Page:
For the first time since Japanese ex-Princess Mako married a commoner, Crown Prince Akishino has spoken openly about his eldest daughter’s union, in remarks that reveal the struggles of the world’s oldest continuous monarchy to shake criticism surrounding Mako’s marriage.
At a press conference on Thursday, Akishino for the first time spoke at length about the wedding of her 30-year-old daughter, now Mako Komuro, and the backlash she had received since her engagement with Kei Komuro, a U.S.-educated law school graduate. A video of the event, held at his Akasaka Estate imperial residence in Tokyo, was released on Tuesday to mark his 56th birthday.
The crown prince defended his daughter’s decision to marry Kei, which stripped her of royal status, in the process affirming the right of Imperial Family members to seek a life of their own outside the exacting demands of royal traditions.
“Even if she did prioritize her marriage, which I think is a separate issue as it’s a private matter to begin with, she’s already made her intentions publicly known for four years,” he said, referring to her engagement in 2017. “If the public were given priority, then she wouldn’t be able to marry for 10 or 20 years,” referring to how it’d be nearly impossible for a princess to please the entire public with whomever she chose to marry.
With no social media and little independence, Japan’s royals often keep their opinions private, even when they come under criticism.
Akishino had publicly endorsed, albeit less explicitly, his daughter’s marriage before her wedding in October, but little was known about how the 56-year-old father felt in the final months leading up to Mako’s move to the United States late last month. The prince’s firm support of his daughter’s decisions further refuted rumors that Mako went against her family’s wishes in marrying her college sweetheart.
Since announcing their engagement in 2017, Mako and her now husband Kei Komuro were followed by intense media coverage, focused on a financial dispute between Komuro’s mother and her ex-fiancé. The resulting public backlash led to a postponement of their wedding. The ex-princess said she even developed PTSD from such harsh scrutiny, for which her father said both Japan’s weekly tabloids and cyberbullying were to blame.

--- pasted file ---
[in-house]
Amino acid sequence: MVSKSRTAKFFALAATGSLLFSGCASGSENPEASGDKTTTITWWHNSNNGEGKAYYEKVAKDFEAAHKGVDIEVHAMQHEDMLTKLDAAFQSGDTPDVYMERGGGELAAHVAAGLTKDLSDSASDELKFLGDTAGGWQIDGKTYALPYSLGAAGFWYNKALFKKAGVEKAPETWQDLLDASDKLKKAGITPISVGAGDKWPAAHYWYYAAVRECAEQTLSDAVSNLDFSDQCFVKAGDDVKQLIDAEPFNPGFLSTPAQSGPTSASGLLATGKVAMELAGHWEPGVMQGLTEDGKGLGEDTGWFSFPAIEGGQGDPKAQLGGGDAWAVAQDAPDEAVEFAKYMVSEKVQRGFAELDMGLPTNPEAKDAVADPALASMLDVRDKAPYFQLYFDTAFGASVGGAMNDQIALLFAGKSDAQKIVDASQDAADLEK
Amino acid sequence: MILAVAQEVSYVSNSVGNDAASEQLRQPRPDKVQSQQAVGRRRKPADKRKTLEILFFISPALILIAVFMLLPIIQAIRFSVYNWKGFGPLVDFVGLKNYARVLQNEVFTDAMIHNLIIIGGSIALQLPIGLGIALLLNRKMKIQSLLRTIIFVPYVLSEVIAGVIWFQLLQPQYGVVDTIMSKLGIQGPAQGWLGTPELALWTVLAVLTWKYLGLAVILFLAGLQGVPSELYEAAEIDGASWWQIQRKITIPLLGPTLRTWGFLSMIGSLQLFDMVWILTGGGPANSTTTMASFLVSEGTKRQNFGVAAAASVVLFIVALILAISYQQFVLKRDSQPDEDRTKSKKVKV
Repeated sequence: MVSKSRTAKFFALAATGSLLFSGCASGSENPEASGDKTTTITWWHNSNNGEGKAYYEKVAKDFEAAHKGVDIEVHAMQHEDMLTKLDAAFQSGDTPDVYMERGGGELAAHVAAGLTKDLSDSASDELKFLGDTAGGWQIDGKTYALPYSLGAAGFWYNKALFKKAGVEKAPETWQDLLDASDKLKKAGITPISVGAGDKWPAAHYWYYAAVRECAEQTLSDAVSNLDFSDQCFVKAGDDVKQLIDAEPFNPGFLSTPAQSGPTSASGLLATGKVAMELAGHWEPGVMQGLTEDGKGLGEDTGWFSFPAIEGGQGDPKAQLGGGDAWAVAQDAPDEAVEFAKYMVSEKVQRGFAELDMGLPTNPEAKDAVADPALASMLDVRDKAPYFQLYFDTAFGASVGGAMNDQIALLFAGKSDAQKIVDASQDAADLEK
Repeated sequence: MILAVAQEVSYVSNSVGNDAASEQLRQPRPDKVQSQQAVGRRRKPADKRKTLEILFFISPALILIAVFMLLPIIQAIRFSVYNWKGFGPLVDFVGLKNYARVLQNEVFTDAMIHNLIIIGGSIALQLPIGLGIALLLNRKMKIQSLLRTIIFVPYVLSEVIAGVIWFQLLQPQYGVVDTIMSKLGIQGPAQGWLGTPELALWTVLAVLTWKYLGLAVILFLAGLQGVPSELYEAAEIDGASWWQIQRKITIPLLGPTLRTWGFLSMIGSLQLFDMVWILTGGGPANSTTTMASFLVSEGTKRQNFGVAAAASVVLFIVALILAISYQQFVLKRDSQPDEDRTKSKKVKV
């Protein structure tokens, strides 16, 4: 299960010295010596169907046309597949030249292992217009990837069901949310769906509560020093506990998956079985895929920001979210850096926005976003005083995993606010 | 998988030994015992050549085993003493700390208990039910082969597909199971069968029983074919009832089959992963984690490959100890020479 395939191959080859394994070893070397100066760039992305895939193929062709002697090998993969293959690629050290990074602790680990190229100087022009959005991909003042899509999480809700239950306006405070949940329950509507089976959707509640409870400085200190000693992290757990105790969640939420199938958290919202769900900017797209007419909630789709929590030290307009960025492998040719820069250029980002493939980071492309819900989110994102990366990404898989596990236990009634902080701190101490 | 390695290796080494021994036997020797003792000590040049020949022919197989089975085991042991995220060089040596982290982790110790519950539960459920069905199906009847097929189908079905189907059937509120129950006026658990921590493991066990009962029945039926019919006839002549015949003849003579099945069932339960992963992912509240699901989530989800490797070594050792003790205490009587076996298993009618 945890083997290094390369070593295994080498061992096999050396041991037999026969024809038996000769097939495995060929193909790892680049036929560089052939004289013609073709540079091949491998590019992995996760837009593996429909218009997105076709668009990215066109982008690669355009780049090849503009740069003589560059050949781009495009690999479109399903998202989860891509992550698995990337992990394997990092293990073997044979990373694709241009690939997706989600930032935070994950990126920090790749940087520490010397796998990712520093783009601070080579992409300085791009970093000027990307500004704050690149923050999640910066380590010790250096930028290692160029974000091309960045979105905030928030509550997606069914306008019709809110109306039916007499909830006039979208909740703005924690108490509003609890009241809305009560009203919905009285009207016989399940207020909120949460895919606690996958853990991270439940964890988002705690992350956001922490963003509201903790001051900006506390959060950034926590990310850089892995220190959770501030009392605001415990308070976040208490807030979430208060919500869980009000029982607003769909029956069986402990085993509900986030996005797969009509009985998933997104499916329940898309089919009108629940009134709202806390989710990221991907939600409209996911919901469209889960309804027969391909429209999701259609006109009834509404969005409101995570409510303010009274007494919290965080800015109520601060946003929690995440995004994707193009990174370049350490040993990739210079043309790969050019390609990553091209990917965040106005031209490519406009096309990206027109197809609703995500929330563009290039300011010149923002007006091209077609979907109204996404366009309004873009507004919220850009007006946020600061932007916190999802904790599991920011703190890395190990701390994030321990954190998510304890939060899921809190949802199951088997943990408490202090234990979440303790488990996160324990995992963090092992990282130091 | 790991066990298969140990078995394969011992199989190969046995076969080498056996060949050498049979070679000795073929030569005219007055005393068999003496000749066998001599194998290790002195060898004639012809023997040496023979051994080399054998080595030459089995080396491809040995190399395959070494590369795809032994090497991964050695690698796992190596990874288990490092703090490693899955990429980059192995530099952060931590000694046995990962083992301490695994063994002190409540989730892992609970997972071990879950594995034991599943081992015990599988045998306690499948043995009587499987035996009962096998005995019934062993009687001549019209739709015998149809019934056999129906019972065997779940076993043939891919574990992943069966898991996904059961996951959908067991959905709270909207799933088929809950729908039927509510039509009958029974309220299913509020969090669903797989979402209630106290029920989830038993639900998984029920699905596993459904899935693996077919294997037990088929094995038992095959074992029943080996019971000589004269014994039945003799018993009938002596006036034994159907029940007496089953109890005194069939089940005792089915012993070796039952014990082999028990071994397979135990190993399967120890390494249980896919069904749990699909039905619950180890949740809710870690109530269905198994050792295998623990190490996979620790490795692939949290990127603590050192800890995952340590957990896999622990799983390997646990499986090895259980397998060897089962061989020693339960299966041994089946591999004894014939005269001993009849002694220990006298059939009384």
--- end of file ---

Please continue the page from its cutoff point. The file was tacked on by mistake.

“Why one chooses to write harmful things on the internet depends on the person, but many people are deeply hurt as a result of such slander—some who have even completed suicide because of it,” he said.
“For me, slanderous words, words that deeply hurt people—whether they are in magazines or on the internet—are unacceptable,” he said.
Though Akishino expressed support for his daughter’s mental health, he acknowledged media concerns over the circumstances of the marriages. He said he wished there was more open dialogue during the press conference the couple held on the day of their marriage on Oct. 26, in which Mako only answered five previously approved questions from the press.
“Up until the last minute Mako had wanted the news conference to be a two-way one, but it was difficult due to her PTSD,” he said.
“But as for her husband, I had told him it was important that he explain the background surrounding their marriage, which he did in a letter he released back in the spring. But I think it would have been better if he had the opportunity to talk about it and answer questions,” the crown prince added.
Japanese tabloids reported Kei’s mother had received $36,000 from her former fiancé and failed to repay him, reports that cast into doubt Kei’s intention to marry Mako. Kei repaid the former fiancé earlier in November.
The crown prince said he supported the couple’s move to New York. “Since they have decided to live in the U.S., I think it’s the best thing for them,” he said.
He said he wished his daughter well on her wedding day, but the thunderous noise from overhead helicopters drowned his words out when he sent her off from their palace.
“She also said something, but that morning ended with neither one of us being able to hear a word,” he said.
Though his eldest daughter now lives on the other side of the world, Akishino said he was glad technology could make them feel closer.
“She used to be by my side, but in this age, we can feel close wherever we are in the world,” the crown prince said.
Mako’s exit from the imperial family reduced the size of the household to 17, which has further shrunk to 16 following the Nov. 4 death of Tatsuhiko Kawashima, the father of Crown Princess Kiko.
Akishino, the younger brother of Emperor Naruhito, and his 15-year-old son Hisahito are the only two possible male successors to the Chrysanthemum Throne.
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